Yesterday it was announced that HMV, the only large record store chain here in the UK, is going into administration. So, unless someone steps in to save them it’s likely the stores will all close and the staff will be made redundant.
If they’d paid attention to the changes Waterstones has made in the last two years they might just have survived.
Here in Leeds we have two great little indie record shops (hello Jumbo, hello Crash) and I am an infrequent but happy shopper at both. What they excel at is friendliness, recommendations and what’s now being called ‘curation’ – good signposting of what’s new or hot right now. I walk in and the moment I cross the threshold I am responding to what they’re highlighting and it’s more fun to browse.
The experience in HMV is nothing like that as I discovered when I went in to the Leeds store at the weekend, my first visit in about 5 years. Pricing banners all over the place, discount stickers on everything, the same display cases and dumpster diving ethos it always had but made ever more desperate by the lack of pull and amount of pushing it seemed to be doing.
The thing is, as a bookshop lover, I don’t understand why it’s like that.
I mean, it’d be great if they looked at Jumbo Records and thought, ‘What can we learn from the fact that this store is 42 years old in 2013, is much loved by dedicated fans and local musicians (who celebrated its 40th birthday in style :)) and is surviving the pricing wars?’
But hey, we live in the real world. So, more pertinently, why weren’t they looking at Waterstones and learning their lessons from another chain that has had to learn to curate and persuade it’s customers that they should buy more costly items sometimes as well as just more of the cheap stuff?
What struck me most in HMV at the weekend was how broken it was as a browsing experience.
I walked in with a list and then moved around looking for the things on the list. There was no curation, no table of things the staff are currently loving, no handwritten notices recommending something from the back catalogue that could just catch my eye. No equivalent of the display of cloth bound Penguin Classics. No display of soundtracks for recent films to cash in Les Miserables, no Bond related corner to bring all the music, games and DVDs together, no stand highlighting recent prize winners (how many people picked up an Orange or Booker title last year because it was made so easy for them in Waterstones I wonder?). Not even a sniff of ‘If You Liked X, You Should Try Y’. There was definitely no local corner or connection to events happening around the city.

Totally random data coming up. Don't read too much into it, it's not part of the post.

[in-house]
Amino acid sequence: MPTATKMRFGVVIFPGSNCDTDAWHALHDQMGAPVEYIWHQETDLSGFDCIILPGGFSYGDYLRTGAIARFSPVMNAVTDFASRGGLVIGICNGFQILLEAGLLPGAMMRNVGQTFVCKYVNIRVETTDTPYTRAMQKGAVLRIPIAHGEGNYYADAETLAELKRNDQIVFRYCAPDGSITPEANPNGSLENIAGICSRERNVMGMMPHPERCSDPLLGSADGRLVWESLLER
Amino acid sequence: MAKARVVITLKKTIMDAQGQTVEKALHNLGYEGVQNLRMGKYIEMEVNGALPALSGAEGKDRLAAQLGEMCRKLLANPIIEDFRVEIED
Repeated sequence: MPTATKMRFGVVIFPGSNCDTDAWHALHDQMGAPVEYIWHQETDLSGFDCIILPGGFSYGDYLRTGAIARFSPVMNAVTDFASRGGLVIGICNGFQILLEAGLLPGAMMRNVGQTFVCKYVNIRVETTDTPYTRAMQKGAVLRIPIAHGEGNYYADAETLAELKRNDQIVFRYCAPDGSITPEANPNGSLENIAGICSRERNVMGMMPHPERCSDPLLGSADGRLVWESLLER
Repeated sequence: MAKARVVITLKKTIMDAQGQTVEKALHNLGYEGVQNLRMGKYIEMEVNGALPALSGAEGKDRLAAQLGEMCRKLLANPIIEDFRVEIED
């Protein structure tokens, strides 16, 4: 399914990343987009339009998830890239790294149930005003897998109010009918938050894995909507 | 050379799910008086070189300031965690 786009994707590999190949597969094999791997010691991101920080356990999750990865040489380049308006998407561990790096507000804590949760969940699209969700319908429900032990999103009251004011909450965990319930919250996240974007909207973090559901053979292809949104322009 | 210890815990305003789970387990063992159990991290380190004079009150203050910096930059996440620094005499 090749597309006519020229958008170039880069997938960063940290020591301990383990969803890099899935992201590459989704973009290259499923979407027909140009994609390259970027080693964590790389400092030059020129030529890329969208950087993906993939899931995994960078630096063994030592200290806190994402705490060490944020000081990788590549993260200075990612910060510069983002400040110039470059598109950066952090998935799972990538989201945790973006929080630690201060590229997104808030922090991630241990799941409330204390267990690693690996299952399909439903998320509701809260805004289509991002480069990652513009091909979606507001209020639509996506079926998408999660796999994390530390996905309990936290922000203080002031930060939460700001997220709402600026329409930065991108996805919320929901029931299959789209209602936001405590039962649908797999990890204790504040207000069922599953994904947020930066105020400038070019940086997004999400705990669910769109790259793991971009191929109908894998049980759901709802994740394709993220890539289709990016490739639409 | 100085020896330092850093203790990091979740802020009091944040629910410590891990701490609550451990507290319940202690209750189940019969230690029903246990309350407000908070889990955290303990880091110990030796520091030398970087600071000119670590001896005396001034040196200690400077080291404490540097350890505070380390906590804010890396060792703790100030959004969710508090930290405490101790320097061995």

The thing is, when I walk into Waterstones or Jumbo I don’t go in with a list. I go in with an idea of what I am looking for and often I buy other things in there I didn’t know I wanted. I’m presented with a host of different mental conversation starters and I engage with them. Inside my head it’s a buzz of ‘I’m really not in the mood for another book on WWI split narratives and anguished love but that red cover over there, what’s that? Oh okay, it’s a reissue of that thing I read last year but ooooohhhhhh that just has to be the new Julian Barnes essay collection. I HAVE TO HAVE IT. Okay…. what’s that over there….?’ I might be silent the entire time but I am actually communing with the forest, or in this case, the signposting.
Waterstones did lose their way for a bit and pile them high and cheap with 3 for 2 tables everywhere and every store feeling the same whatever city you happened to be in. In the end though, they realised it was the quirky, personal feel that their customers wanted to pay for, not a bargain basement megastore and they brought that feeling back into the stores. Hell, they even got that feeling out on Twitter. (Seriously, I love you @WstonesOxfordSt. :))
By making browsing so cold an experience HMV has made the same mistake Waterstones made earlier, turning made every conversation about pricing and buying there vs ordering from the internet. It’s nuts. I know when I walk into Waterstones I can get Les Miserables or any other book for peanuts on the web. But what keeps me going in there is the interaction they’ve re-created. I want pretty artwork and fancy covers, I want to feel like a collector, I want to know more about prizes and small presses and backstory, I want to feel welcomed and guided. I want the layout to look mostly the same each week but the conversation to be ongoing. Dialogue rather than transaction.
Ironically, Jumbo gets this and always has, Waterstones has learnt it the hard way… and HMV is a giant that turned out to be a dinosaur.